By Lauren Zeugner
SYRACUSE — The Syracuse Town Council chose to table a request from Doug and Jeannine Schrock regarding an alley vacation during its regular meeting Tuesday night, Nov. 21. The council will review the matter at its Dec. 19 meeting.
Local attorney Steve Snyder explained the Schrocks would like a short portion of an alleyway, located adjacent to two lots they recently purchased, vacated. By eliminating the public right-of-way the Schrocks would have greater setbacks for the new home they intend to build.
Snyder explained by eliminating the right-of-way, the property would automatically revert to the Schrocks since the alleyway was originally platted to the lots they purchased. He noted the area is fully developed and adjacent properties have access to area streets and do not use the alley. The alley also does not serve as access to anyone’s property.
Councilman Paul Stoelting asked if the adjacent property owners to the north would have any claim on the alleyway if the right-of-way was eliminated. Town attorney Jay Rigdon explained since the alleyway is in the plat it would go to the Schrocks.
After some more questions from the council, Councilman Larry Siegel, who represents the district the property is located in, told the council “I can’t vote against any of my neighbors. I’ll let you decide.”
Councilman Bill Musser commented several times Siegel has never voted to vacate town property.
Several neighbors attended the meeting to remonstrate the request. Corey Mast told the council he and his neighbors have maintained the right-of-way for years, keeping it mowed and using it to bring in boats and other vehicles for storage.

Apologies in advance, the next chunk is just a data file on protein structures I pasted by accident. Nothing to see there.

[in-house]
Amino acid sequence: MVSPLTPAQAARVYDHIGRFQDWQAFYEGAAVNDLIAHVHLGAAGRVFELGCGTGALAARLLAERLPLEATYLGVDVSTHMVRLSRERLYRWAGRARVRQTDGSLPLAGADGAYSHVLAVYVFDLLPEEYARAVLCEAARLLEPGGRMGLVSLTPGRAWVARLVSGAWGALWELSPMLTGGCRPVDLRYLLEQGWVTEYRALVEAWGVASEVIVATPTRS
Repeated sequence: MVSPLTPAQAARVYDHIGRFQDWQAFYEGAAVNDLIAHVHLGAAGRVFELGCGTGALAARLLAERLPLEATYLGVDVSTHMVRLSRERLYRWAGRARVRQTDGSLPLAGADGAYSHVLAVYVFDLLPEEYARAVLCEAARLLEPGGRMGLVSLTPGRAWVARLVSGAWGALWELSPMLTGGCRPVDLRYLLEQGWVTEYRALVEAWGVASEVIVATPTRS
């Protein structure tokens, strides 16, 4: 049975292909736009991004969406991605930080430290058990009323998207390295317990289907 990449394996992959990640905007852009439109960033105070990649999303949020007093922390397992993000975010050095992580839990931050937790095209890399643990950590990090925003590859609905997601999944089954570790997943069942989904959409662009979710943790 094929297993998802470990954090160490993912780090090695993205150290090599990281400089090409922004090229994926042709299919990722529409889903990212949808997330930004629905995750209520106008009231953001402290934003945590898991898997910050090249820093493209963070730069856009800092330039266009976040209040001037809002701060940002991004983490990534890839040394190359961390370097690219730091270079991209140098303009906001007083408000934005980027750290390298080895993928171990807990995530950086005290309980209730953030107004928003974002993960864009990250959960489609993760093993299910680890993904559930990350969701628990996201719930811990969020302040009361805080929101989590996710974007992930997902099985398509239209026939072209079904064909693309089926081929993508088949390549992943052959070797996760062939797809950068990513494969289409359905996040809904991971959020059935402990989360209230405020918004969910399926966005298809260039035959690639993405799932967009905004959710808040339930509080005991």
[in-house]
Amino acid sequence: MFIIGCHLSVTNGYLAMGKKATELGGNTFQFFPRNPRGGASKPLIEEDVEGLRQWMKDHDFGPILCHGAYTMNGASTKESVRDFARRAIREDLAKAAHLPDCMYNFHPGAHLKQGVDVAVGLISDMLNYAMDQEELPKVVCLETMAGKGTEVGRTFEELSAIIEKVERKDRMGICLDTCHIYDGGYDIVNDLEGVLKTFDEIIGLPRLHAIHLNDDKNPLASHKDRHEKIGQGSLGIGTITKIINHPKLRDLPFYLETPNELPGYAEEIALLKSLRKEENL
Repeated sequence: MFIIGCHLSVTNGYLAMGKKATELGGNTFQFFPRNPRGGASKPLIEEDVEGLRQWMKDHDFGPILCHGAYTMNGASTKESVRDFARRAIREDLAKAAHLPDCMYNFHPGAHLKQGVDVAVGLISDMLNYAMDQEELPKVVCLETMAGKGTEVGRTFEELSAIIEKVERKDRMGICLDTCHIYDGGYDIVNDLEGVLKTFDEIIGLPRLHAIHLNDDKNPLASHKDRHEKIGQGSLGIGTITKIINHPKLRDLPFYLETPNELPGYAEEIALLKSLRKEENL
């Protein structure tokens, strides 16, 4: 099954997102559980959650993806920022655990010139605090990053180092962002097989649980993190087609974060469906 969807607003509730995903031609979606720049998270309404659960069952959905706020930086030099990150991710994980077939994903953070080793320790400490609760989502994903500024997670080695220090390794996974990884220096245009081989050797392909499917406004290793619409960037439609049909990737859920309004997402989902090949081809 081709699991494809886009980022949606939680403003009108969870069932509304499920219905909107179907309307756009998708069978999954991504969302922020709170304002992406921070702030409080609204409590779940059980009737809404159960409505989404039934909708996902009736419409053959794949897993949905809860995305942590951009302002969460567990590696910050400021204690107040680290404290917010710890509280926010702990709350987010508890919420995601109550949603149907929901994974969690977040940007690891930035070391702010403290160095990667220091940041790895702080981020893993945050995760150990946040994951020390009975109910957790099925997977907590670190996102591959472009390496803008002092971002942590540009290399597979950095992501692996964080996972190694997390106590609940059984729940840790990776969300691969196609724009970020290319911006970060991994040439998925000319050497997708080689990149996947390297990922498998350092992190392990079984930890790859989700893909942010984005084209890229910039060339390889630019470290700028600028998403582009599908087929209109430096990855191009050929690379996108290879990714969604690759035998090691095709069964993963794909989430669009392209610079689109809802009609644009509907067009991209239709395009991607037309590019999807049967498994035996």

Mast even paid to have a large flower box and tree removed so the power company could access the area. Tree removal companies have also used the right-of-way to access the area and remove limbs and trees from the neighbors yards.
Mast told the council area children also use the right of way to access other housing additions without having to go out onto the road.
“People have to live with the restrictions they have to build,” he told the council.
Don Yoder, another neighbor, told the council he’s lived there 18 years and maintained the space. Another neighbor told the council, “This affects all of us even if we didn’t get notice. … None of us asked for more than what we bought. … Those lots are narrow, there’s no way to get trucks in.”
Stoelting asked Mark Aurich, public works superintendent, about accessing utilities in the area. Aurich said he didn’t know exactly what public utilities were in the area and would like some time to investigate before the council made a decision.
The matter was tabled for 30 days so Aurich can investigate whether access to public utilities will be affected.